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Approximately 40% of pets over 9 years old will be diagnosed with cancer but we can improve outcomes in our pets with early detection. This is best accomplished by routine veterinary evaluations and regular assessments by owners at home. This is important for both dogs and cats. Dogs commonly form ‘lumps and bumps” that are benign, non-cancerous masses but these must be tested to differentiate between non-cancerous, and cancerous (benign or malignant) lesions. The most common lumps found on dogs are “fatty tumors” known as lipomas. These do not have malignant potential but can grow to interfere with the dogs ability to move or rest comfortably. Others include benign skin cysts and dermal melanoma. Common malignant skin nodules or masses include mast cell tumors and soft tissue sarcomas. These have the potential to grow quickly and become locally invasive, making removal difficult. They can also metastasize. A definitive diagnosis of these is best obtained using a biopsy which is removal of a piece of the tissue or the entire lesion. The extent of the removal (a piece of vs. the entire tumor) is based on the ease of removal, size and location of the lesion. Additional testing to determine if there is any evidence of metastasis is called staging and may include thoracic radiographs, abdominal ultrasound, fine needle aspiration of local lymph nodes and other lumps (patients can have more than one!) and blood and urine testing. Importantly, lymphoma often also can appear as “lumps”, but may be enlarged lymph nodes under the jaw and not a mass in the skin as with the others.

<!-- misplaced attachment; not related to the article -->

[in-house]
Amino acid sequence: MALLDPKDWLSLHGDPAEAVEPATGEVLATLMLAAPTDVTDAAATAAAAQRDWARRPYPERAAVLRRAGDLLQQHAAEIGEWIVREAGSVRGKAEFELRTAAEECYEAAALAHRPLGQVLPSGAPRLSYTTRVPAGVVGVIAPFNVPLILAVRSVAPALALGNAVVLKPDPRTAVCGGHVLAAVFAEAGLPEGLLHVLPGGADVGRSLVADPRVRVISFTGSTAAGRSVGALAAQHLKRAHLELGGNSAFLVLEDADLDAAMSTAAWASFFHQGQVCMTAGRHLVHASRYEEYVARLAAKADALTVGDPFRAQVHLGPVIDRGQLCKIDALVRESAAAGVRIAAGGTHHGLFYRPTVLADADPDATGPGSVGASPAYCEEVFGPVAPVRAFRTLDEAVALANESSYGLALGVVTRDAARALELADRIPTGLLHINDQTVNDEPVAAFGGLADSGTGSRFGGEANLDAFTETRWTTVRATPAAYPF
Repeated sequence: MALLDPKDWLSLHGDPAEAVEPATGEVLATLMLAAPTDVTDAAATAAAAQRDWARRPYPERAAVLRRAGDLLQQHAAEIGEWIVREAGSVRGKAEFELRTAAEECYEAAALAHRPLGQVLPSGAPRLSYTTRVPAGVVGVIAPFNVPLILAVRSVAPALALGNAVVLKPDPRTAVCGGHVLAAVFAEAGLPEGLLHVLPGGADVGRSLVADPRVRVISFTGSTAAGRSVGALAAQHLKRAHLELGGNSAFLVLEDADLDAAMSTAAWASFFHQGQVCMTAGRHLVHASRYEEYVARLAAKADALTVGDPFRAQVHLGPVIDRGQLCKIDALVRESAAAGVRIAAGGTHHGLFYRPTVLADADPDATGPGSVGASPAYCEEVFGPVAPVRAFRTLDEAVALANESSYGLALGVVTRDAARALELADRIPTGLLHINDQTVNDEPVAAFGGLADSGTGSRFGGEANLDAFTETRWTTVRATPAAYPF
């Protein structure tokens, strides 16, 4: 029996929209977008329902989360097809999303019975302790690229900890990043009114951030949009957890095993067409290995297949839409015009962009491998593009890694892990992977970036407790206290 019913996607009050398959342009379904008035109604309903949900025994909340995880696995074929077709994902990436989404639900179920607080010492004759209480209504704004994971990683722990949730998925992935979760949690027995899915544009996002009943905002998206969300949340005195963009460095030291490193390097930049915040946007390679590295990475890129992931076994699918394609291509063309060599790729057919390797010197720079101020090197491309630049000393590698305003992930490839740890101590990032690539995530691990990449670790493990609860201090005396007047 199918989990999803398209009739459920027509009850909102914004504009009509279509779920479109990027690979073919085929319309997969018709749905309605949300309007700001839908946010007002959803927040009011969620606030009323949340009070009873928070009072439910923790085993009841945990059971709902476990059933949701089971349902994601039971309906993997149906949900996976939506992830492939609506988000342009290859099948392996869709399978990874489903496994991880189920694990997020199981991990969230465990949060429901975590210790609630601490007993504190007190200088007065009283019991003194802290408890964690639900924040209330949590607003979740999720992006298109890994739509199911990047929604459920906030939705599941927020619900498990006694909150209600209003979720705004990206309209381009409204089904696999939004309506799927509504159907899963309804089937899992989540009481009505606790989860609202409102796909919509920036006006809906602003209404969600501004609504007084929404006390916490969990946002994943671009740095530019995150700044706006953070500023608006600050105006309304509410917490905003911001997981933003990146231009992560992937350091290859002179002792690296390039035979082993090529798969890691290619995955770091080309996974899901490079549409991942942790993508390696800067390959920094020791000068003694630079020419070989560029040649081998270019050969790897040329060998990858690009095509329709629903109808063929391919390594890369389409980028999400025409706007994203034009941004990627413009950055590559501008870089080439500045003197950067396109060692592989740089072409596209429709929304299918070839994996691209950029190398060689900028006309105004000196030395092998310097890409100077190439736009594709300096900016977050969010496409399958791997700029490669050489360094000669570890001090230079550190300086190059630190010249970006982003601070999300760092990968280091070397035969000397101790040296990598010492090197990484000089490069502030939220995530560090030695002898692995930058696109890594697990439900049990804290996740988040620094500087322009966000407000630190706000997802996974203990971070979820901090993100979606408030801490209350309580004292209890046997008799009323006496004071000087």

Cats on the other hand, do not commonly form benign, non-cancerous lumps and bumps, and for this reason, all new lesions should be sampled as soon as they are noticed. One lump that may be non-cancerous is a post vaccine reaction. This may be a swelling that forms days to weeks post vaccination. Sometimes it may be difficult to differentiate this from an injection site sarcoma which is a malignant and very difficult cancer to treat if not detected early when it is small. Cats also can form mast cell tumors which tend to be less aggressive than those in dogs but are still considered malignant. Lymph node swelling due to lymphoma can also occur as in dogs. Female cats that are spayed later in life also have an increased risk of mammary cancer so lumps on the abdomen should be assessed for mammary cancer.
Watch it means “watch it grow”. It is always important to monitor and test all lumps and record on a body map. Ask your veterinarian to test all growths and for a body map diagram to keep track of all your pets lumps and bumps.